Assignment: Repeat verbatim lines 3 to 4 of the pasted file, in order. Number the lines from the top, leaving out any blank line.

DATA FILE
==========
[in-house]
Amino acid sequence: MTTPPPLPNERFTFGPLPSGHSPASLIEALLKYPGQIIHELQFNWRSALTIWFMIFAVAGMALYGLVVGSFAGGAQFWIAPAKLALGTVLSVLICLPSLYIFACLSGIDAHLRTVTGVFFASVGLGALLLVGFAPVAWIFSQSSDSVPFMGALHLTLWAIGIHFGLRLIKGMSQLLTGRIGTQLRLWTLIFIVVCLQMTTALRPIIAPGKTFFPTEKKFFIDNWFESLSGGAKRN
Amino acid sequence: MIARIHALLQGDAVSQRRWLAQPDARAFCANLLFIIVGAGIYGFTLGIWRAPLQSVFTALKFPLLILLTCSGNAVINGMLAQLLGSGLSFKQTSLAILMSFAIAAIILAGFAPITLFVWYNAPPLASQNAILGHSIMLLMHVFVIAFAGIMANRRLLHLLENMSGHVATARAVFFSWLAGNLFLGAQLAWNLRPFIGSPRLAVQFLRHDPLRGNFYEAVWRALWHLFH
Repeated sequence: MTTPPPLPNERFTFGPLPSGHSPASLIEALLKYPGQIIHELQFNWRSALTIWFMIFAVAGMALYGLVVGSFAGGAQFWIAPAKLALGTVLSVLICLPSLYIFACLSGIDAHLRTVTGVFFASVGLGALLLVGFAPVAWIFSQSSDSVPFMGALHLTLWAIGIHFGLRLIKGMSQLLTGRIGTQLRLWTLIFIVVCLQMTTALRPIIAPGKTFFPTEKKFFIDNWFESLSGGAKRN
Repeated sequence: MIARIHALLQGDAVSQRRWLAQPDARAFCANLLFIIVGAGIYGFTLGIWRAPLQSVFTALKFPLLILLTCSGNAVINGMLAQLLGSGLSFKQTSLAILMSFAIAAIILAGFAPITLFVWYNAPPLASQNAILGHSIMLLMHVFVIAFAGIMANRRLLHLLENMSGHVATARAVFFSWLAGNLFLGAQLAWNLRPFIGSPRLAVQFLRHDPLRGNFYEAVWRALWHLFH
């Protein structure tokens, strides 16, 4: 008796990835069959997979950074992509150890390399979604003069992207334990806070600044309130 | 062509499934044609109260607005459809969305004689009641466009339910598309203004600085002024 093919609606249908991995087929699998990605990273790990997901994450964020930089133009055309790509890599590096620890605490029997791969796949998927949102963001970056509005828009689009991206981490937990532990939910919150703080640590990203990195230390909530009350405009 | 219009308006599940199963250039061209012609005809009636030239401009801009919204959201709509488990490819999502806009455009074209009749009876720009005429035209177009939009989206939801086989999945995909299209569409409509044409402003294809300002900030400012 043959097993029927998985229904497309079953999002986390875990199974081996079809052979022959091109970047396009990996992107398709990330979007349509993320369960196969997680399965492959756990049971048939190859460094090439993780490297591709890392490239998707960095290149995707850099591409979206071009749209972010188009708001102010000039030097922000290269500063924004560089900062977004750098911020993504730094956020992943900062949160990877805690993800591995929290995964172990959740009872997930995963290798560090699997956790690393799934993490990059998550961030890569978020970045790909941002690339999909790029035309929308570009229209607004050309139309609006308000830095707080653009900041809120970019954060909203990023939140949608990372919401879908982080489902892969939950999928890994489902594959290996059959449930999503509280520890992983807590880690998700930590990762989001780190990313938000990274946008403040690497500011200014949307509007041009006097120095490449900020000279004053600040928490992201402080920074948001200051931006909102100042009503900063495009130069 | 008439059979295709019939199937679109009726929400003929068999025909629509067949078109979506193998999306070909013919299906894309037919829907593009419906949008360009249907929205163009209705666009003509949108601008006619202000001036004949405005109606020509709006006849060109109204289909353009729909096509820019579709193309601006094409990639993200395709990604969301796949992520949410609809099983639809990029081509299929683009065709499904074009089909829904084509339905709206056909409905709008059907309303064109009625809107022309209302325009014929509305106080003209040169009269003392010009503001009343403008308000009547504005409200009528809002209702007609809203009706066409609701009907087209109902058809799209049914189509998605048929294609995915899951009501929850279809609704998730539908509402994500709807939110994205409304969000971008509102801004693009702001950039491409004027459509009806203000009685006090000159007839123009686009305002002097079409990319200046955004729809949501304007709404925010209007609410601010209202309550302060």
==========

Amino acid sequence: MIARIHALLQGDAVSQRRWLAQPDARAFCANLLFIIVGAGIYGFTLGIWRAPLQSVFTALKFPLLILLTCSGNAVINGMLAQLLGSGLSFKQTSLAILMSFAIAAIILAGFAPITLFVWYNAPPLASQNAILGHSIMLLMHVFVIAFAGIMANRRLLHLLENMSGHVATARAVFFSWLAGNLFLGAQLAWNLRPFIGSPRLAVQFLRHDPLRGNFYEAVWRALWHLFH
Repeated sequence: MTTPPPLPNERFTFGPLPSGHSPASLIEALLKYPGQIIHELQFNWRSALTIWFMIFAVAGMALYGLVVGSFAGGAQFWIAPAKLALGTVLSVLICLPSLYIFACLSGIDAHLRTVTGVFFASVGLGALLLVGFAPVAWIFSQSSDSVPFMGALHLTLWAIGIHFGLRLIKGMSQLLTGRIGTQLRLWTLIFIVVCLQMTTALRPIIAPGKTFFPTEKKFFIDNWFESLSGGAKRN